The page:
When I explained to the GPs that bulk billing for the insertion of an IUD and charging $150 individually for a similar service was illegal, they were horrified. It had been their business model for years. Then once I explained to a patient that his GP had spent greater than 20 minutes undertaking complex work, he was equally horrified, but for various reasons – the GP had apparently taken lower than five minutes to jot down a prescription and order a blood test. That was last week.
I even have been administering medical bills since Medicare began in 1984. The place where I work is best described as Medicare’s underbelly. It’s a dark and disturbingly secret a part of the health system where patient journeys, treatments and procedures are converted to claims for payment. I mainly shuffle the cash across the health system, in an environment where nobody trusts anyone, and consumers are only plain confused and bewildered.
Even before I commenced a PhD on Medicare claiming and compliance in 2012, it was obvious to me that Australian health regulation had change into an omnishambles, and bulk billing was broken.
When the federal government declares that 90% of Australians should not paying out-of-pocket costs on the GP, I’m certain that the majority consumers can be scratching their heads wondering where all the majority billing GPs are hiding.
GP bulk-billing statistics are a crucial metric in measuring the health of our health system, which is why the federal government steadily holds them up as proof that Medicare is in fine condition.
Nevertheless, high rates of bulk billing don’t necessarily indicate that Medicare is functioning well, and throughout the statistics are many complex, and poorly understood phenomena.
Firstly, the GP statistics count services moderately than patients, and patients can have multiple service at one GP visit. When a GP provides multiple service, they wouldn’t have to bulk bill each, and might selected which service is charged. A typical example is bulk billing a consultation, and charging a non-public fee to remove a skin lesion. There is no such thing as a illegality, but the sort of mixed billing skews the information since the bulk billed consultation drops into the statistics, however the procedure doesn’t. So, this patient will fall throughout the 90% group, regardless that they paid on the day. A study undertaken by the RACGP in 2016 suggests this phenomenon reduces the statistics to below 69%. However it doesn’t end there.
There’s also what I might describe as ethically questionable billing, brought on by system dysfunction. Probably the most common example is repeatedly returning patients for added appointments, with the only purpose of enabling more bulk billing. An example could be a patient presenting for a pap smear, back pain, and needing a repeat prescription. All of this might, and may, be handled at one appointment, but when the GP brings the patient back multiple times, their revenue increases.
Then we come to non-compliant billing, which is a spectrum of behaviours with criminal fraud at one end and unintentional errors at the opposite. Probably the most common sort of fraud in Australia occurs when a health care provider knowingly bulk bills for a service they didn’t provide. It’s devilishly difficult to seek out and subsequently prosecute. Moving along the spectrum of illegality, away from fraud, we have now what known as “up-coding”, where a health care provider bills for an extended or more complex service than that provided. That’s what the patient I previously mentioned experienced – a five-minute seek the advice of bulk billed as having taken greater than 20 minutes.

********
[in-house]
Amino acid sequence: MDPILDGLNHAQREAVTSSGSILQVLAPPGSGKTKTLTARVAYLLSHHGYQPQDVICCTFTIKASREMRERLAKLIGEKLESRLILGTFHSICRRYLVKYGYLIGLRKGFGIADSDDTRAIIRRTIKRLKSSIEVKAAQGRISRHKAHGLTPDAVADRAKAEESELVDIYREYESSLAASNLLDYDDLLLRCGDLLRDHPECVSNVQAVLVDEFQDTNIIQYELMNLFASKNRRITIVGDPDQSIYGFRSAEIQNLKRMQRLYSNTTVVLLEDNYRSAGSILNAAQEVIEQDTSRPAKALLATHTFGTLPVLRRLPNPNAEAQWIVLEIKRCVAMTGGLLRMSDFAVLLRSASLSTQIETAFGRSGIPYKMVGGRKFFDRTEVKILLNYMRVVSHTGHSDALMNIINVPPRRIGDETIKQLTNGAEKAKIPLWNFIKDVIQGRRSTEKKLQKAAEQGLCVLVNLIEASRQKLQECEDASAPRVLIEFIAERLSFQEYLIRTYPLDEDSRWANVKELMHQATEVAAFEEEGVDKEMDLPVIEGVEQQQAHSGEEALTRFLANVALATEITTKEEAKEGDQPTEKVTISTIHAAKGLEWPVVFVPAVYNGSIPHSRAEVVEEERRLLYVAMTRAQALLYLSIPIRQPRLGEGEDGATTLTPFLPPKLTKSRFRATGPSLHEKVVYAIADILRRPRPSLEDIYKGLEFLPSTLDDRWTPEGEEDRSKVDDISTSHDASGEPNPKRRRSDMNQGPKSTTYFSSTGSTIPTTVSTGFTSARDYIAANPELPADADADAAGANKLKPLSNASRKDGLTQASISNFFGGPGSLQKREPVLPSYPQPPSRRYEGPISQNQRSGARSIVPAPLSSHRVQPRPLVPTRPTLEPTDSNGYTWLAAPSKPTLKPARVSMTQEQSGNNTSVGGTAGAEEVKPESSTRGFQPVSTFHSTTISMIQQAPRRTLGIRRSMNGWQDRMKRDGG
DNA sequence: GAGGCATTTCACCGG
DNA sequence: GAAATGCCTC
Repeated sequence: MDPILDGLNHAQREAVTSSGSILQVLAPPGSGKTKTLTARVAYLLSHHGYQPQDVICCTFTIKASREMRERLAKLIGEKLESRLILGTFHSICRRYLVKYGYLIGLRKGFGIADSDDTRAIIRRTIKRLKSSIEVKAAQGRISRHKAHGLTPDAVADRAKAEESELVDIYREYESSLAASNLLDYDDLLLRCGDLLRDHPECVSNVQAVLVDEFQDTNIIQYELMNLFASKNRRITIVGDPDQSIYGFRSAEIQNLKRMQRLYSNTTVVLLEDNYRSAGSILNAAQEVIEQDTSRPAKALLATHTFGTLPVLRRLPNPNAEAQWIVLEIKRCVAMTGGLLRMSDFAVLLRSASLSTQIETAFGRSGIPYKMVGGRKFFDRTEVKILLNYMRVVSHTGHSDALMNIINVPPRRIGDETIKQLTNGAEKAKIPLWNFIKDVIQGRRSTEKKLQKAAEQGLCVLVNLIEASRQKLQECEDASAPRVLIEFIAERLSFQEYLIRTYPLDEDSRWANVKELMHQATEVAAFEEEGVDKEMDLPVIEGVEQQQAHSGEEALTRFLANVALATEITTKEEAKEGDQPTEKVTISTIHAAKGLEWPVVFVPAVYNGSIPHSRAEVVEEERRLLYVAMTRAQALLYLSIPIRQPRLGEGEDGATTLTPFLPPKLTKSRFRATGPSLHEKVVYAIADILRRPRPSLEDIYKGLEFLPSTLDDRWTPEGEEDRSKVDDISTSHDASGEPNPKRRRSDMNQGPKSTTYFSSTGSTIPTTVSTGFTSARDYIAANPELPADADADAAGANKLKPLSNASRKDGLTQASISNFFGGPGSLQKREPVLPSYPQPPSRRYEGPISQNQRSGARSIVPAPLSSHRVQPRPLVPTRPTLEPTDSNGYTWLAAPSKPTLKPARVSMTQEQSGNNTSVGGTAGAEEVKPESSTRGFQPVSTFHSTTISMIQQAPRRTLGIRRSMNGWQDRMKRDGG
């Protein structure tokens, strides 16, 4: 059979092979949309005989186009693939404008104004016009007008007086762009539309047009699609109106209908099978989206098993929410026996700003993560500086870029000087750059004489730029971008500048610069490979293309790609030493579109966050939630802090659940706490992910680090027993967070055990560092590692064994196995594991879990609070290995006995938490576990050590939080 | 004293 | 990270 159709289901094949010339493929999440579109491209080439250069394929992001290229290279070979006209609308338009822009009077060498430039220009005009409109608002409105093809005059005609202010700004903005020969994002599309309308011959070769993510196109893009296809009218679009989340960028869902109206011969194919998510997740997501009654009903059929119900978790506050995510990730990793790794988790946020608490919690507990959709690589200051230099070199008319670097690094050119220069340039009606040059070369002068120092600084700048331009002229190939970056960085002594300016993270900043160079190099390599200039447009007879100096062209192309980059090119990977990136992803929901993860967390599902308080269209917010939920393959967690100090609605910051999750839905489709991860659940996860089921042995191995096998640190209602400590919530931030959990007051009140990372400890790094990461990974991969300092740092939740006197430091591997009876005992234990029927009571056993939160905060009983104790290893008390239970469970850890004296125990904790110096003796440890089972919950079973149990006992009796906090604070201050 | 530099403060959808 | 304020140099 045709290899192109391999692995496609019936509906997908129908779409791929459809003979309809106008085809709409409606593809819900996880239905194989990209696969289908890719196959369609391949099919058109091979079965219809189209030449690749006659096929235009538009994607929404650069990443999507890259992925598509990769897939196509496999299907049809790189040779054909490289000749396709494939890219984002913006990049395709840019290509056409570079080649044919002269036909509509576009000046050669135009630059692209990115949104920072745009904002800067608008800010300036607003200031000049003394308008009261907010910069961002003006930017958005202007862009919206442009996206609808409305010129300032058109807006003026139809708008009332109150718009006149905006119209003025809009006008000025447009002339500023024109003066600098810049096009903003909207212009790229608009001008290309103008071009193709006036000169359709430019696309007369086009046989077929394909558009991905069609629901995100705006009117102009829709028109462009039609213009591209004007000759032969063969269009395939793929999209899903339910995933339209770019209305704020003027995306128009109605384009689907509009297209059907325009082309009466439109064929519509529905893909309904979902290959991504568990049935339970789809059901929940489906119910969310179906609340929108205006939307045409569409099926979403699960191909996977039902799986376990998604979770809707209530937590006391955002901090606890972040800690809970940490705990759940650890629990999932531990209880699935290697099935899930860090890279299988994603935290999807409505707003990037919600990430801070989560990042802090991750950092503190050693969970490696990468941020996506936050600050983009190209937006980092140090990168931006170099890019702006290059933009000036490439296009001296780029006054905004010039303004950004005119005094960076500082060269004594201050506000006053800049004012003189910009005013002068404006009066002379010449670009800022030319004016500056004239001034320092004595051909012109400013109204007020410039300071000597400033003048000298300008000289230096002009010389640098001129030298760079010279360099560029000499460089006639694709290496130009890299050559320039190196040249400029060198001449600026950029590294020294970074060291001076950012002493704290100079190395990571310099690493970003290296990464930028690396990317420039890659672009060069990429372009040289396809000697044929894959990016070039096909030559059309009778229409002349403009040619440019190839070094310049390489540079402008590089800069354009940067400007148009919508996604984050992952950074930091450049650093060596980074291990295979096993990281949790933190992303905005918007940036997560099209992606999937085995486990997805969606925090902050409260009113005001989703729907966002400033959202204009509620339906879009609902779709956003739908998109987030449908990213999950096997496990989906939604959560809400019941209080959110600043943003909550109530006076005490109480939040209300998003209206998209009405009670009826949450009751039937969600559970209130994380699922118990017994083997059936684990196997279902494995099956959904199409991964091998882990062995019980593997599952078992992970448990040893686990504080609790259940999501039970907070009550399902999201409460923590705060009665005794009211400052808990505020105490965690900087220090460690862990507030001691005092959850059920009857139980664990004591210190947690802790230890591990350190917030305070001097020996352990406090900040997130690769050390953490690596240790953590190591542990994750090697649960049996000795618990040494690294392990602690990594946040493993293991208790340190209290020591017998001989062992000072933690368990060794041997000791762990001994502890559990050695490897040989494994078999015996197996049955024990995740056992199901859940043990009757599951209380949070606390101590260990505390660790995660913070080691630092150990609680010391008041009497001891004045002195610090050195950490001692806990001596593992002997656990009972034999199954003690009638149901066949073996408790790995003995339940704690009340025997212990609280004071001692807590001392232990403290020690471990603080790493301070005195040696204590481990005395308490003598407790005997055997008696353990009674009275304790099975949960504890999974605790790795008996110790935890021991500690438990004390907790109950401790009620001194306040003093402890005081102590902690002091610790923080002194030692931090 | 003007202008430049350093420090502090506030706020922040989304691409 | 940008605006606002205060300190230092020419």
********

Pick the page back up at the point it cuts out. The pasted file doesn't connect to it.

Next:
Moving still further along we at the moment are in non-compliant, but not fraudulent territory. An excellent example is present in this 2020 defamation case between two GPs. It’s a sobering examine GPs teaching their colleagues to bill incorrectly to maximise Medicare revenue. One in all the GPs within the case described teaching her GP colleagues to “pack and stack” as many Medicare items as possible onto every patient.
Medicare only reimburses services that patients need, so even when all services are provided, “packing and stacking” unnecessary services is non-compliant.
All of those non-compliant behaviours find yourself in the majority billing statistics. They artificially inflate our health expenditure, and are signs of system failure, not success.
The ultimate, major problem, that skews the information, is bulk billing and charging gaps as separate Eftpos transactions. Once upon a time GPs were charged with criminal fraud for doing this, but an ill-conceived policy change a few years ago has modified all that, and the practice has now change into so common that it is sort of a co-payment by stealth, that’s hidden in plain sight.
As to the impact of this phenomenon on the bulk-billing statistics, well it’s actually very easy to quantify if we wish to. But moderately than do this, we could just start believing consumers who’re telling us loud and clear that they can not find bulk-billing GPs, and are struggling to pay for primary health care. Continuing to gaslight them by repeatedly trumpeting completely meaningless bulk billing statistics is worsening our out-of-pocket medical cost crisis and wishes to stop.
My doctoral research concluded that Medicare is unfortunately in trouble. It’s haemorrhaging to the tune of about $7bn each year and urgent motion is required to stem the flow.
It shouldn’t be too late, but without evidence-based, structural reform encompassing regulation, education, and digitisation, consumer OOPs will proceed to rise.
Dr Margaret Faux is a solicitor and medical insurance law academic who recently published her PhD on Medicare claiming and compliance